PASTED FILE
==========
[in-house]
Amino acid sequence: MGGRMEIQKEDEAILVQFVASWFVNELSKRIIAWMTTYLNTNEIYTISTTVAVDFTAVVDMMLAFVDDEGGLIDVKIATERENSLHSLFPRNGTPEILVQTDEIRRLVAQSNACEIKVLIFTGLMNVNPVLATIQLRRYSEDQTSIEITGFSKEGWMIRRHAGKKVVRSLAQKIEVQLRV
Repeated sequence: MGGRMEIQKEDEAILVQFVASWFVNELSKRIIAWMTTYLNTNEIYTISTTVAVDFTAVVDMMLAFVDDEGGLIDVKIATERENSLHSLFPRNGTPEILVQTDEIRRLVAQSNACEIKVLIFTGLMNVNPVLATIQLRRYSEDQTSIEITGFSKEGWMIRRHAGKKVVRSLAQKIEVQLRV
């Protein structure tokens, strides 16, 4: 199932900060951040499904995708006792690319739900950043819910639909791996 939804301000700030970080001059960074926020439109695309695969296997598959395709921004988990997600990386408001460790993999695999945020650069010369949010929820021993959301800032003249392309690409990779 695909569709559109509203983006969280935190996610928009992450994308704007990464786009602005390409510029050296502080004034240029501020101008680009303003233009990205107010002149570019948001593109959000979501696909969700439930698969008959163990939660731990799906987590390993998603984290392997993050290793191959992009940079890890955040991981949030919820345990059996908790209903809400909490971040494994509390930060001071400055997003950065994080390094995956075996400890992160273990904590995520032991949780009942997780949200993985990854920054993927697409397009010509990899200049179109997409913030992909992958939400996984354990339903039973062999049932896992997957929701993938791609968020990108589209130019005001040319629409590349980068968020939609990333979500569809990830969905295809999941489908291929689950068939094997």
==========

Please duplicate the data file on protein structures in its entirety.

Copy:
[in-house]
Amino acid sequence: MGGRMEIQKEDEAILVQFVASWFVNELSKRIIAWMTTYLNTNEIYTISTTVAVDFTAVVDMMLAFVDDEGGLIDVKIATERENSLHSLFPRNGTPEILVQTDEIRRLVAQSNACEIKVLIFTGLMNVNPVLATIQLRRYSEDQTSIEITGFSKEGWMIRRHAGKKVVRSLAQKIEVQLRV
Repeated sequence: MGGRMEIQKEDEAILVQFVASWFVNELSKRIIAWMTTYLNTNEIYTISTTVAVDFTAVVDMMLAFVDDEGGLIDVKIATERENSLHSLFPRNGTPEILVQTDEIRRLVAQSNACEIKVLIFTGLMNVNPVLATIQLRRYSEDQTSIEITGFSKEGWMIRRHAGKKVVRSLAQKIEVQLRV
């Protein structure tokens, strides 16, 4: 199932900060951040499904995708006792690319739900950043819910639909791996 939804301000700030970080001059960074926020439109695309695969296997598959395709921004988990997600990386408001460790993999695999945020650069010369949010929820021993959301800032003249392309690409990779 695909569709559109509203983006969280935190996610928009992450994308704007990464786009602005390409510029050296502080004034240029501020101008680009303003233009990205107010002149570019948001593109959000979501696909969700439930698969008959163990939660731990799906987590390993998603984290392997993050290793191959992009940079890890955040991981949030919820345990059996908790209903809400909490971040494994509390930060001071400055997003950065994080390094995956075996400890992160273990904590995520032991949780009942997780949200993985990854920054993927697409397009010509990899200049179109997409913030992909992958939400996984354990339903039973062999049932896992997957929701993938791609968020990108589209130019005001040319629409590349980068968020939609990333979500569809990830969905295809999941489908291929689950068939094997």